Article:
How does legality of marriage change things?

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How does legality of marriage change things? By Eleanor Doermann

If you are in a same-sex relationship in Washington (or think that you might be in the future) you may be wondering how the legality of same-sex marriage might change your life, now that you can choose that path. It goes without saying that marriage is more than a bundle of legal rights and responsibilities, and in fact the law had very little to say about how LGBT folks went about our relationships, for better and for worse, until recently. Now, marriage equality brings an outside authority to the relationship table, and it remains to be seen how much of a cultural adjustment this will be for the LGBT community.

What difference does the legality of marriage actually make? After all, LGBT couples have made life commitments to each other without the recognition of law for a long time. The first big difference is that state laws about ownership of property in marriage will now apply. Washington is a community property state, which means that the property and debt of spouses are categorized as separate (belonging separately to one spouse) or community (belonging jointly to both), and this separate or community character is determined by when you acquire it: before, during, or after marriage. This matter of timing even trumps whose name is on the title of property. Please note that Washington now applies these same rules to registered domestic partnerships.

Why does it matter whether your property is community or separate? It matters in how your property is divided in divorce, which property you can pass on to others in a will, whether one or both of you needs to participate in buying and selling of your property, which property is available to creditors who are trying to collect a debt from one or both of you (including if you file for bankruptcy), and whether you or your spouse qualifies for certain public benefits. The general rules are as follows, with some exceptions.

Acquired Before Marriage:

  • Property acquired by either spouse before marriage is considered his or her separate property going forward, unless it becomes commingled (mixed in) with community property during the marriage.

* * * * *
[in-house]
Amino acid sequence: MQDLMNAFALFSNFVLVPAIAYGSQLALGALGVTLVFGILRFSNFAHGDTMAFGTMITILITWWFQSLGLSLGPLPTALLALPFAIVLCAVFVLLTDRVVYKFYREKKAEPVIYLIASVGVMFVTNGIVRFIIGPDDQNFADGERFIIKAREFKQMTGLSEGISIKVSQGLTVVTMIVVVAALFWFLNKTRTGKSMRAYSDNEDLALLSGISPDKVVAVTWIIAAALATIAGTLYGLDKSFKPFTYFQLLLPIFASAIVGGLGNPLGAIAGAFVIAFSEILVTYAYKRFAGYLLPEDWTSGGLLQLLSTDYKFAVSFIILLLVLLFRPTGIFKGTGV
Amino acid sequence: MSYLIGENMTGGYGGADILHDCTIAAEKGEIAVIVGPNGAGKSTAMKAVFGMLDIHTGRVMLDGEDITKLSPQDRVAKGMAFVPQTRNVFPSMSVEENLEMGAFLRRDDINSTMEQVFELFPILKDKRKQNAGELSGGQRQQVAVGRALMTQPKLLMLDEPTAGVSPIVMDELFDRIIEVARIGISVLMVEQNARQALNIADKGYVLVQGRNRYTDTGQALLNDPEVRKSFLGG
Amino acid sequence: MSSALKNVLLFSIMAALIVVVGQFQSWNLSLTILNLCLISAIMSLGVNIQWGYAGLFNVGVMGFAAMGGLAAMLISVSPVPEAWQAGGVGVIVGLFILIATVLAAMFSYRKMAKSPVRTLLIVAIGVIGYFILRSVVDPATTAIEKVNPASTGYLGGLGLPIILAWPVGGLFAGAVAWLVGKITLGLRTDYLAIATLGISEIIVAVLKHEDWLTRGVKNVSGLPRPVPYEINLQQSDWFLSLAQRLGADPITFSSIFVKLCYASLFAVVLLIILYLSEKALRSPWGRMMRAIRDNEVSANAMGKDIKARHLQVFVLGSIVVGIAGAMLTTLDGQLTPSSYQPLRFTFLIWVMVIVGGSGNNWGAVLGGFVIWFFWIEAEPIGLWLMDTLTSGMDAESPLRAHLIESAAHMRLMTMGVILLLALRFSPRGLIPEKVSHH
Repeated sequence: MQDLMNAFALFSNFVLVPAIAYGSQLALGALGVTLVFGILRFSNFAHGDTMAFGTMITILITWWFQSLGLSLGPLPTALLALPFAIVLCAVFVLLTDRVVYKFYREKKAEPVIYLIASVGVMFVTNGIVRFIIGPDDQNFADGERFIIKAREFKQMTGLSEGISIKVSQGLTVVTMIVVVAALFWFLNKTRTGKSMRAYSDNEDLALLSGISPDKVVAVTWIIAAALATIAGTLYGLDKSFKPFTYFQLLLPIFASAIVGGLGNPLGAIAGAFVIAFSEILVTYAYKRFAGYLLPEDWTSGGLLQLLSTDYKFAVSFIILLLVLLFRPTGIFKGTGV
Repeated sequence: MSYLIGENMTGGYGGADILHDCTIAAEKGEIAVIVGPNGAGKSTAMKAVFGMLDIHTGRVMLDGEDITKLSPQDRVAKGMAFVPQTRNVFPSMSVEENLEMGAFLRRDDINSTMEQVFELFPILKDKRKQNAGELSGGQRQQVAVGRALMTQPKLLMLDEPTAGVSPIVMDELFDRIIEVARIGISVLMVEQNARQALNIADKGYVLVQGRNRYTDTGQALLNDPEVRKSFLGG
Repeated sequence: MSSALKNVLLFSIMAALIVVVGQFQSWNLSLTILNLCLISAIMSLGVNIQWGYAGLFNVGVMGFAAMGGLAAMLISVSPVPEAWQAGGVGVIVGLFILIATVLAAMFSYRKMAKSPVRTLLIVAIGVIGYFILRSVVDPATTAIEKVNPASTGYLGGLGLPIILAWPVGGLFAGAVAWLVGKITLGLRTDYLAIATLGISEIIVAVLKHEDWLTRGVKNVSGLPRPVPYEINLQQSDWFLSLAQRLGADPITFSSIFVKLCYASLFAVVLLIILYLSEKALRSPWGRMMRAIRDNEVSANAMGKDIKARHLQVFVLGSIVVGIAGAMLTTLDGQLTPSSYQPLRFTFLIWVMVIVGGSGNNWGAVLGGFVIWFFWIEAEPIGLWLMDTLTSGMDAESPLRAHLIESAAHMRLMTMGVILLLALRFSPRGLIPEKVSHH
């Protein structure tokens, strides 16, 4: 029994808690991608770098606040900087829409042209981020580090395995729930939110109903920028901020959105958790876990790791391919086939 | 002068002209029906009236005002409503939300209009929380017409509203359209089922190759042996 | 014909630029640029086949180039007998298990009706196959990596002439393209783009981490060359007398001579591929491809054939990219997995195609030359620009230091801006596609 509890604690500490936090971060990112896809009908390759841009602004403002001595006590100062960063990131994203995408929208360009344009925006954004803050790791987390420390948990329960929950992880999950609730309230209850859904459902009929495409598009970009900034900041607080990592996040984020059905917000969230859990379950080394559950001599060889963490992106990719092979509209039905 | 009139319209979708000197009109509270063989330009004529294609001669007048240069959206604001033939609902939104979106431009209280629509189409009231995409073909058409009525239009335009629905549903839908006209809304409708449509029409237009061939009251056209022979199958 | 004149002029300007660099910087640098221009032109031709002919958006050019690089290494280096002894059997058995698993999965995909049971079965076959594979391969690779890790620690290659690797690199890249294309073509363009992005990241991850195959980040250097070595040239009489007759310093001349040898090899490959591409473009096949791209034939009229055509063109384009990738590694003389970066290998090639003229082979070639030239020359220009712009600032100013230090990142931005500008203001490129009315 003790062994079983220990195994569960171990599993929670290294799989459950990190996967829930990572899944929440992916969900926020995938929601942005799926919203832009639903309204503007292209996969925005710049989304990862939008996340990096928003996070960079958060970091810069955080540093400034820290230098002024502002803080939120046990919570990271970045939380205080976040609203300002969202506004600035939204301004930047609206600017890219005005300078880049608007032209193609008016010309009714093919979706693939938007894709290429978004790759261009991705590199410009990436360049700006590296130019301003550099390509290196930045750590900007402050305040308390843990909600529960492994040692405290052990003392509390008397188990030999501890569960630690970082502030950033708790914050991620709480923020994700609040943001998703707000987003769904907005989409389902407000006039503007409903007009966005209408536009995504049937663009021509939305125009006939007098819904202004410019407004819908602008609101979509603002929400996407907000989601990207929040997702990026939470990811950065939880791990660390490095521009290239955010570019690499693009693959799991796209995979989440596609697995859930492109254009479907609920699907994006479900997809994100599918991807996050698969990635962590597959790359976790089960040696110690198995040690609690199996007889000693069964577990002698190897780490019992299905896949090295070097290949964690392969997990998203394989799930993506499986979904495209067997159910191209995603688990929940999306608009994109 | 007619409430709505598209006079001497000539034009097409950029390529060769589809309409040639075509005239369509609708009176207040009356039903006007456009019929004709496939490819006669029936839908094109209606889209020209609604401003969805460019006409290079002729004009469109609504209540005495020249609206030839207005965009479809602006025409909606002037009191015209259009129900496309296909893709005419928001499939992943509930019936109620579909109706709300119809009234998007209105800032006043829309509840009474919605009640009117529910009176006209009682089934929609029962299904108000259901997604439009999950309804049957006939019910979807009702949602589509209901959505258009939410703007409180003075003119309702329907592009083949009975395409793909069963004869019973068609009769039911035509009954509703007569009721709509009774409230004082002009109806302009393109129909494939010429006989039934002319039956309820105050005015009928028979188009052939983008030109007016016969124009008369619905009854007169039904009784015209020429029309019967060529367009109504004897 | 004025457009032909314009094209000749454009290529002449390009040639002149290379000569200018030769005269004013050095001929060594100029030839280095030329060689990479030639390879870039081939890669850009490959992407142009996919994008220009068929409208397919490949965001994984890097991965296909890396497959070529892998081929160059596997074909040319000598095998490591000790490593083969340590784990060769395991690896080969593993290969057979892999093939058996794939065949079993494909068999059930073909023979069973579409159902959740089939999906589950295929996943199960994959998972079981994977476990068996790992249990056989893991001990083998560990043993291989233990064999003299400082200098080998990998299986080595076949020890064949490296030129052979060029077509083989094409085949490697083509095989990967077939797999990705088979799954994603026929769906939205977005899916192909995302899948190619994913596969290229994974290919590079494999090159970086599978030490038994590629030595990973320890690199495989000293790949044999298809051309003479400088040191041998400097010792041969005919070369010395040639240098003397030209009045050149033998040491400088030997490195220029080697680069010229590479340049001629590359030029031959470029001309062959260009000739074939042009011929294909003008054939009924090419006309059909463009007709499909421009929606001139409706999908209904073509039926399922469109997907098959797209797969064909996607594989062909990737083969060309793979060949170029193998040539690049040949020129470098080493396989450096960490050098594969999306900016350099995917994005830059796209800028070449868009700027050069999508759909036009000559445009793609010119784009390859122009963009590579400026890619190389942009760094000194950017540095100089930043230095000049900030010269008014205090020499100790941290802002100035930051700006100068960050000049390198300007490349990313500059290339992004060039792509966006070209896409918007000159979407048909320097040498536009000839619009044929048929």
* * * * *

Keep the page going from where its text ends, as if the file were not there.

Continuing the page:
• Debt incurred by either spouse before marriage remains his or her separate responsibility, unless it becomes commingled with community debt.

Acquired During Marriage:

  • Income and property acquired during marriage by either spouse is community property belonging equally to both, with the exception of a separate gift or inheritance. Separate property must not be commingled with community property if the person who received it wants to keep it separate.
  • Debt incurred by either spouse during the marriage is the liability of both.

Acquired After Marriage:

  • Income and property acquired after separation by either spouse is his or her separate property.
  • Debt incurred after separation is usually the separate liability of the one who incurred it.
  • If debt from during the marriage is in both spouses’ names, but the debt is allocated to one of you in a divorce settlement, creditors can still try and collect from both of you.

Unfortunately few married couples of any gender combination enter into marriage knowing about how community property works, and only learn when something negative happens. Understanding the rules going into marriage, however, allows a couple to change some of the default rules by making formal, written agreements about what property will be separate and community. A mutual verbal understanding between the two of you is not enough, and you cannot make such an agreement for the primary purpose of evading creditors.

In future posts, I will address an additional complication for long-established same-sex couples in Washington who need to figure out when their community property clock started, given all the different definitions of these relationships over the years. I will write about how Washington law defines who is a legal parent. Stay tuned!

 

Disclaimer:  This information is for educational purposes only and is not a substitute for competent legal advice from a licensed, professional attorney regarding your specific situation.

Eleanor Doermann is an attorney providing estate and life planning services for all ages and stages of life, and public benefits advocacy. As a long-time member of the Seattle LGBT community, she has a special interest in and passion for educating individuals and couples about the ramifications of post-DOMA marriage equality law.  Eleanor came to the practice of law after a 25-year-career as a physical therapist. She opened Pathway Law, PC in south King County in 2013. You can learn more at www.pathwaylaw.net or by calling 206-499-3289.

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About Earle Dutton

Earle Dutton is the Chief Blogger and Editor of Equality365.com. He founded Equality365.com in 2013 to provide information about LGBTQ friendly events of interest, and to support LGBTQ entertainers and supportive artists who visit our community. Earle is a successful businessman in the Pacific Northwest has a long history of support for and involvement in, the Northwest LGBTQ community. His personal interests include: music, theater, pets, culinary arts and technology.

2 thoughts on “How does legality of marriage change things?

  1. Pingback: LGBT Estate Planning: Now that you are legally married, is it still important to have a will? | Pathway Law: Estate Planning, Elder Law, Marriage Equality and Benefits

  2. Pingback: Now That You are Legally Married, Is it Still Important to Have a Will? | Financial Queeries

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